Election is perfect time to clean house after Atascadero City Council's Wal-Mart traffic debacle

Joe Tarica is the senior editor for The Tribune. Reach him at or on Twitter @joetarica.
Joe Tarica is the senior editor for The Tribune. Reach him at or on Twitter @joetarica.

Anyone from Atascadero’s city government who either endorsed or voted for the Wal-Mart/Annex plan should be ashamed at the level of incompetence that allowed the city to be left holding a minimum $6 million bill for the required traffic improvements.

If you would like an analogy: The farmer didn’t just leave the henhouse unlocked. He opened the door, invited the fox in and took a nap while the chickens were carried away.

That’s how poorly taxpayers have been represented in this case, how badly the public trust has been mishandled.

Unimaginably, in negotiating how to cover the costs of improving the Highway 101 overpass at Del Rio Road to accommodate Wal-Mart and the neighboring Annex project, the city signed a deal based on wildly inaccurate estimates that held developers accountable for capped dollar amounts rather than flexible, proportional percentages.

Two years ago, this sketchy plan repeatedly elicited alarm from various critics — in public comment, multiple newspaper viewpoints and legal action.

In fact, in a June 24, 2012 editorial, The Tribune predicted the very situation the city now finds itself in today, warning, “And what happens if traffic improvements exceed the estimated $4.5 million for roundabouts? City officials point out that Wal-Mart has agreed to pay as much as $200,000 to help cover cost overruns. But why cap it at a particular amount? Why not specify that Wal-Mart will pay its ‘fair share’ percentage of whatever the final figure may be? That would be at least a partial answer to opponents, who point out that road improvements could wind up costing much more than $4.5 million.”

Why not, indeed? It was not far-fetched to think the numbers might grow, but not even the Wal-Mart detractors could have imagined by how much.

Lo and behold, we now learn that the estimates are, in fact, nowhere near $4.5 million and could be upwards of $12 million, a staggering amount that is nearly three times the figure bandied about just two years ago.

If I had been one of the leaders to ink my name to that deal, my heart would be in my throat at seeing that new number today.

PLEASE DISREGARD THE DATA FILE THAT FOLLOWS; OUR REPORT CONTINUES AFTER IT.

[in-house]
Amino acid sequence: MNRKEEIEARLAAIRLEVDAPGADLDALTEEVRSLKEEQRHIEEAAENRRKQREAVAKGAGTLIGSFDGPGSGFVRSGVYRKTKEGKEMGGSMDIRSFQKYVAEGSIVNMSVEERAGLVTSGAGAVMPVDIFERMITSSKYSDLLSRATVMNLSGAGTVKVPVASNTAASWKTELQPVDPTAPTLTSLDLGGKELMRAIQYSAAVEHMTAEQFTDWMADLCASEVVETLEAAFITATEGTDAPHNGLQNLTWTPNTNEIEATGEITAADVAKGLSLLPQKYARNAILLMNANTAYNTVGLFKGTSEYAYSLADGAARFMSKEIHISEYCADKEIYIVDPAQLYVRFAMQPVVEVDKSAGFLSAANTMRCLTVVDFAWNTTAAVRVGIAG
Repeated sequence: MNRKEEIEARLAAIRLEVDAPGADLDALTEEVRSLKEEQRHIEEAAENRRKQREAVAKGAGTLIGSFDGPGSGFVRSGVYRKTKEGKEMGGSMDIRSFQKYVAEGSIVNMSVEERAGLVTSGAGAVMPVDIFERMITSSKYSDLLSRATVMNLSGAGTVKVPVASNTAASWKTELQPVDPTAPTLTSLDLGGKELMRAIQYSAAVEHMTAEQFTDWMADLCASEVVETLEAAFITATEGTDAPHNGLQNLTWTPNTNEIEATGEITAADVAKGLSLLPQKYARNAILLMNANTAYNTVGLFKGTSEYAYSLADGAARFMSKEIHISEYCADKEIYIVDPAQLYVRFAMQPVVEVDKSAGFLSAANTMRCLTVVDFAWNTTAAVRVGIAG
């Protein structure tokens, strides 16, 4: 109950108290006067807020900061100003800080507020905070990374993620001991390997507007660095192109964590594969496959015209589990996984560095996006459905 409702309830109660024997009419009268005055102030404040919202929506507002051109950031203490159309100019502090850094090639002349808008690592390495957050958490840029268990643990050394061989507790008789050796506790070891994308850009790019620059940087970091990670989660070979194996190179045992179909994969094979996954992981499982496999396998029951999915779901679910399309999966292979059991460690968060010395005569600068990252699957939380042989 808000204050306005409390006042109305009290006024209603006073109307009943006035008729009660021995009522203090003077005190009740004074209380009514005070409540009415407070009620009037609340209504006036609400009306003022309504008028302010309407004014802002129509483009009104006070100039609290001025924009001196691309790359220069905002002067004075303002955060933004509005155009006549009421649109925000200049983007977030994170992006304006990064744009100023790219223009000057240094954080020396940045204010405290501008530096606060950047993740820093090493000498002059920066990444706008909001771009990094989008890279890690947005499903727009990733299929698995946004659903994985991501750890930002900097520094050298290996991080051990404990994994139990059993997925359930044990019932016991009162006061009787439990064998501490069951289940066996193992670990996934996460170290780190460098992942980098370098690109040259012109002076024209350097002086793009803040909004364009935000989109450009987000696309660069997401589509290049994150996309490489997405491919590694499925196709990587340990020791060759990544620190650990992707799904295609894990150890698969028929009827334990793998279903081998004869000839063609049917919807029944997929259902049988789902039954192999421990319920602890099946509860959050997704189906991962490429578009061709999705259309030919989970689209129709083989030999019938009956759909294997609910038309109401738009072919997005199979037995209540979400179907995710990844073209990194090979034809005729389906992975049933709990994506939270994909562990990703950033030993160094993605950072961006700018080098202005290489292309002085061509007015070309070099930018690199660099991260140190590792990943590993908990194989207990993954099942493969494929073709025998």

What caused the huge discrepancy? The answer is a startlingly simple collection of costs, most of which could have been easily anticipated.

For example, the original estimates did not include costs for design, inspection, environmental document preparation, permitting, materials testing and other services.

Who approves the budget for a major municipal project without accounting for all the major municipal paperwork? That’s like building a house without hiring an architect, while thumbing your nose at the planning department and getting your brother-in-law’s out-of-work roommate to write up the work contracts.

The overpass improvements must also include a sidewalk, hardly an extravagant addition.

And the cost of dirt has increased. No kidding … it will be more expensive to bring in the needed fill-soil, which is just basic inflation.

As if all this weren’t bad enough, the upshot of the mistake is even more galling, which is that this outlandish number on its own in no way will stop Wal-Mart from being built.

That’s because the mega-retailer only needs to account for one of the three proposed roundabouts before it’s able to begin hawking its bargain merchandise.

The other two roundabouts — which are the source of the cost overruns — don’t need to be built until The Annex property is ready for construction, at which point its developers (now Madonna Enterprises), Wal-Mart and the city would share the already preset costs.

Originally, it was supposed to be 29 percent for Wal-Mart ($1.3 million), 24 percent for The Annex ($1.1 million) and 47 percent for the city ($2.1 million), along with a $200,000 buffer for each developer in case of cost overruns. If the new $12 million cost estimate stays as is, Wal-Mart’s maximum capped “fair share” of the overpass roadwork plummets to a paltry 12.5 percent, while Madonna Enterprises’ portion would be 11 percent.

That leaves 77 percent of the bill in Atascadero’s hands, for improvements that are almost entirely attributable to the commercial business of private companies.

I would call it a scam, if it hadn’t been fully stamped with city officials’ approval.

How does this happen? How does a respectable municipality with a council and an attorney and planners and various managers and staffers completely botch such a major project in so many ways?

I don’t want to believe any shenanigans were afoot. But it’s equally difficult to fathom such widespread ineptness. Maybe everyone was so starry-eyed over the idea of luring Wal-Mart’s tax dollars that they entirely forgot to do their due diligence.

So where does this leave us now?

Wal-Mart still gets everything it wants — the ability to build and open its store, along with a sweetheart deal on its municipal obligations — while we sit around like rubes shaking our tin cup for some regional transportation spare change and hoping that maybe one day the better part of the Del Rio project will arrive.

How’s that for a fine how-do-you-do?

The suits in Bentonville, Ark., are probably falling out of their leather chairs laughing.

The only positive out of this mess is the timing of the revelation, arriving just weeks ahead of the Nov. 4 election.

Atascadero residents should think very carefully: Are the incumbents who endorsed this debacle capable of performing their duties?

If not, now’s a perfect time to clean house.